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Power Earth

Denmark Plans To Be Coal-Free In 10 Years 332

merbs writes "Earlier this year, Denmark's leadership announced that the nation would run entirely on renewable power by 2050. Wind, solar, and biomass would be ramped up while coal and gas are phased out. Now Denmark has gone even further, and plans to end coal by 2025.
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Denmark Plans To Be Coal-Free In 10 Years

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  • by TWX ( 665546 ) on Friday October 31, 2014 @12:35AM (#48275683)
    Russia has demonstrated that it is unwilling to engage in above-board transactions for their fuel exports. It is in every country's national interest to reduce dependency on imports when they can neither control the supply nor rely on the supplier to operate as a business rather than as a belligerent nation. If anything, Russia's recent behavior has reinforced this for Europe, and given the Europeans incentive to get off of Russia's exports.

    It's a shame that Denmark can't get off of natural gas sooner than coal.
    • by stephanruby ( 542433 ) on Friday October 31, 2014 @01:08AM (#48275771)

      Russia has demonstrated that it is unwilling to engage in above-board transactions for their fuel exports.

      [...]

      It's a shame that Denmark can't get off of natural gas sooner than coal.

      Thanks to the North Sea, Denmark is a net exporter of oil and natural gas. It's actually the coal they need to import. And compared to natural gas, it's actually the coal that is considerably dirtier. I personally don't see anything wrong with their plan. Few countries are in the position they're in, they will even benefit from what's going on with Russia right now.

      • by Rei ( 128717 )

        Not to mention, the coal plants aren't just simply going to disappear. I really doubt Denmark is just going to dismantle them, at least in the near future - they'll surely just maintain them and keep them around for emergencies (such as an energy war with Russia or whatnot).

        • by Splab ( 574204 )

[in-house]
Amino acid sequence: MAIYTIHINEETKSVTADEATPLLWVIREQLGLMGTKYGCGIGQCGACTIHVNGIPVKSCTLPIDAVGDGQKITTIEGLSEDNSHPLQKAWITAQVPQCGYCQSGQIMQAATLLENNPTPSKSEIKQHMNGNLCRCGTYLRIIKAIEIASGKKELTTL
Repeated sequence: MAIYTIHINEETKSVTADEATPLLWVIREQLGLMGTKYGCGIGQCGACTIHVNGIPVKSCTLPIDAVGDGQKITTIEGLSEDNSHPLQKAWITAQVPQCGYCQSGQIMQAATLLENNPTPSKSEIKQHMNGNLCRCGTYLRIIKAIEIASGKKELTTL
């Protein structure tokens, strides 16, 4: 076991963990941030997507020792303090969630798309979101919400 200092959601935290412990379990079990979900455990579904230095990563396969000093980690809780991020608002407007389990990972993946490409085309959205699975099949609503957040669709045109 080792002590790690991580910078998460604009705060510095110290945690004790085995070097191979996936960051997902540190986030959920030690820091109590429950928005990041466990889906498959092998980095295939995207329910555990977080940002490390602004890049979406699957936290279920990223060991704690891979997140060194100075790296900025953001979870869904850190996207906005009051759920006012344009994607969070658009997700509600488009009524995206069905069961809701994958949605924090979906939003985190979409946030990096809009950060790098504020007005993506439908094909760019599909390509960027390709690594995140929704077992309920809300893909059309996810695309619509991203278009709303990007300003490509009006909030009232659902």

Why would we want to keep them around for that contingency? The post you are replying to is correctly stating that we are self sufficient in gas and oil.

          Also, if Denmark ever went to war with Russia, we would be wiped off the map in the first few hours as we are a strategic staging point for the US and allies (Basically, everyone where pointing nukes at Denmark during the cold war).

        • Re: (Score:3, Informative)

          by pjunold ( 860233 )
          Having grown up next to a Danish first oil then coal powerplant, I can testify that some of the plants are actually dismantled while other have been converted to running on gas. One side effect of this was that many workers lost their jobs as a modern gas driven plant can be run by way fewer people.

          I believe the housewives of the town are happy though. When I was a kid they were always complaining that their laundry hanging outside for drying was getting dirty by the smoke from the powerplant and the dus
        • > I really doubt Denmark is just going to dismantle them

          That's precisely what they did in Ontario. We got rid of all our coal plants, and started dismantling them. Actually, one was turned to biomass.

          https://en.wikipedia.org/wiki/Lakeview_Generating_Station
          https://en.wikipedia.org/wiki/Hearn_Generating_Station

    • by jopsen ( 885607 )

      It's a shame that Denmark can't get off of natural gas sooner than coal.

      Denmark does have a little oil in at sea, being drilled up mærsk, along with some natural gas. If I'm not mistaken Denmark is self sufficient when it comes to gas and oil...

    • I don't think it's a coincidence that Russia is acting up, and grabbing what it can grab, right at this moment.
      Europe's push for renewable energy, coupled with the fact that large-scale LNG exports are due to come online from North America in the next few years means that using energy disruption, or even the threat of it, as a foreign policy weapon is going to be FAR less effective.
  • What is the point? And what's the plan, dig out all the coal and ship it off somewhere?